By the end of the Heian period, partitions were invented. The invention of partitions is considered a large step toward establishing the tokonoma in Japan.

A Tatami Room Facing A Small Garden

Shoin-zukuri

The general concept of the Shoin-zukuri architecture style was to emulate the designs of the Zen Buddhist temples such as the Nishi Hongan-ji temple in Kyoto, Japan. These temples were iconic for their appreciation of nature and tranquility.

Nishi Hongan-ji temple in Kyoto, Japan

The intriguing sliding doors and display alcoves were major parts of this signature temple design. Residential homes were inspired by this design across Japan in the 16th century because of its functionality. You could display special items vertically without using horizontal space.

In addition to a tokonoma, the Shoin-zukuri architecture also had shelving and sliding cupboards. These alcoves were the same size as the tokonoma, often on the opposite sides of the wall. 

While the tokonoma would display seasonal flowers and scrolls, the display shelf is primarily for art pieces and dishes. The shelves can come in a single shelf or in multiple rows.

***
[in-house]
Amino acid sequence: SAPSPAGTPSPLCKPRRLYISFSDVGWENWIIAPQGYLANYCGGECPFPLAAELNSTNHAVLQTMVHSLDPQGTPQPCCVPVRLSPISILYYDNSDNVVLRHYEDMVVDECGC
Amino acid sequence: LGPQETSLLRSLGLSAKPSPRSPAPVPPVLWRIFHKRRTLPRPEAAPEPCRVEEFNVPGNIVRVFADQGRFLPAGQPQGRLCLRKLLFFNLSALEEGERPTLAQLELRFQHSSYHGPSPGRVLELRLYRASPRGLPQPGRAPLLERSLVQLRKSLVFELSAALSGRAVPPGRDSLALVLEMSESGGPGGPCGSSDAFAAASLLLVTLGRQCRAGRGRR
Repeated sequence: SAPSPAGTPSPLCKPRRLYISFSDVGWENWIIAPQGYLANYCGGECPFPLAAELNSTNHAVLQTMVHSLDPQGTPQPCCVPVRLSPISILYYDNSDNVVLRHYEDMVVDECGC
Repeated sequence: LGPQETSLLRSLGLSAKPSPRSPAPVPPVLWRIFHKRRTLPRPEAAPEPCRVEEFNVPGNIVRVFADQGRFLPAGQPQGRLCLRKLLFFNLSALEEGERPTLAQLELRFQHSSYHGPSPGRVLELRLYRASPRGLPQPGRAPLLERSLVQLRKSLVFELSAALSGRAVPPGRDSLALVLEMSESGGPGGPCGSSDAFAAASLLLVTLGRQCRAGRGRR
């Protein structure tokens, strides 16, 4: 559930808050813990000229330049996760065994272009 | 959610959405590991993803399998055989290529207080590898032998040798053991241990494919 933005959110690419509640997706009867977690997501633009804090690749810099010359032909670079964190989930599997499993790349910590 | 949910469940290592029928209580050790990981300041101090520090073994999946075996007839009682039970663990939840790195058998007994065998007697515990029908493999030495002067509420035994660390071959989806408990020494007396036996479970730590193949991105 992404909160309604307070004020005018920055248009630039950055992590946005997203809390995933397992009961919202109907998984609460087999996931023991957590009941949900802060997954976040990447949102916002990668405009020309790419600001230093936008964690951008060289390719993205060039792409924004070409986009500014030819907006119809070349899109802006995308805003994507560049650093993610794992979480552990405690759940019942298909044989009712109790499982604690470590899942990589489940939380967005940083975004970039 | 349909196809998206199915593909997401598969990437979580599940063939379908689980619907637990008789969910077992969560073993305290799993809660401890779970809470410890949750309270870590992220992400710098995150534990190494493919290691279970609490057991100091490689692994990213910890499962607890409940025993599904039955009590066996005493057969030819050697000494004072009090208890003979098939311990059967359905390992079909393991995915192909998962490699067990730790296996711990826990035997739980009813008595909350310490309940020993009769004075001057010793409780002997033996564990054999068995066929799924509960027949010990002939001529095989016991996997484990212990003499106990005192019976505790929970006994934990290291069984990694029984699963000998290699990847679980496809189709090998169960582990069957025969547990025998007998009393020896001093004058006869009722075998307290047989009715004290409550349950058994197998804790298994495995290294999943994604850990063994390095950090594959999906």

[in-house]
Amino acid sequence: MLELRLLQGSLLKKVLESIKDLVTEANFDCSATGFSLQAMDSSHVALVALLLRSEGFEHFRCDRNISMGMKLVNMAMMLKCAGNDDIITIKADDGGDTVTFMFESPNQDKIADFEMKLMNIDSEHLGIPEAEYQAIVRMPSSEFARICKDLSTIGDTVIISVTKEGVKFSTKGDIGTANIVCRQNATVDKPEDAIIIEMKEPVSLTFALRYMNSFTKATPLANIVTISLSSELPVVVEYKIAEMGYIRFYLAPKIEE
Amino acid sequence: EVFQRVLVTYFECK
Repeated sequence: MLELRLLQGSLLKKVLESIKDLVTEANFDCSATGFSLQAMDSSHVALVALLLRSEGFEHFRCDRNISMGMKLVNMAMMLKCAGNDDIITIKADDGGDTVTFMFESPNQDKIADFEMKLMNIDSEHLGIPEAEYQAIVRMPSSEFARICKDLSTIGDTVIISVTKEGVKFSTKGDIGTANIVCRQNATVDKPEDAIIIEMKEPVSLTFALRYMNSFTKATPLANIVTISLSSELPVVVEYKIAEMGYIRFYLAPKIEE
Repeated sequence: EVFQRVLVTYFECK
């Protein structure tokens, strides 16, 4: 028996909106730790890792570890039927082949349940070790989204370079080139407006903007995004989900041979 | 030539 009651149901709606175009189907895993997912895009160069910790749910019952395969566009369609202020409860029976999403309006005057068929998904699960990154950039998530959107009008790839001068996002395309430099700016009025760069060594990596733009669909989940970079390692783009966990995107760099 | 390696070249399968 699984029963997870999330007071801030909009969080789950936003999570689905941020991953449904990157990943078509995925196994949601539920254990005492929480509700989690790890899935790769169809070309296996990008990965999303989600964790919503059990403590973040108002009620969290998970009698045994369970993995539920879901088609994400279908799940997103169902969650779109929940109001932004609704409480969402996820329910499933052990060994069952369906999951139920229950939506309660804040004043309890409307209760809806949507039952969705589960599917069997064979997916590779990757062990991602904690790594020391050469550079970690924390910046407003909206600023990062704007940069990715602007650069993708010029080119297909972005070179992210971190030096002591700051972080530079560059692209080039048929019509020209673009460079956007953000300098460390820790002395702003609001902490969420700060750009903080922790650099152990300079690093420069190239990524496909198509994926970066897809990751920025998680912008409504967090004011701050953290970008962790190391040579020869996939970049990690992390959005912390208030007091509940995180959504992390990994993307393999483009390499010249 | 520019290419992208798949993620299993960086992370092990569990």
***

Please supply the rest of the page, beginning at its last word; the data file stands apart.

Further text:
Typically, they are staggered, with asymmetrical designs which make displaying the art appear abstract.

The Shoin-zukuri period was when the tokonoma was the most relevant. After this fact, the use of this alcove began to decline.

Sukiya-zukuri 

In the Edo period, an untraditional design emerged which combined several architectural styles together. It was called Sukiya-zukuri architecture because it had a tokonoma decorative alcove. However, the materials used were not as traditional, and the roof bent downward. 

The design was informal so it was not used in public buildings. The compact roof made it too claustrophobic for residential homes, which made it scarce among the working class.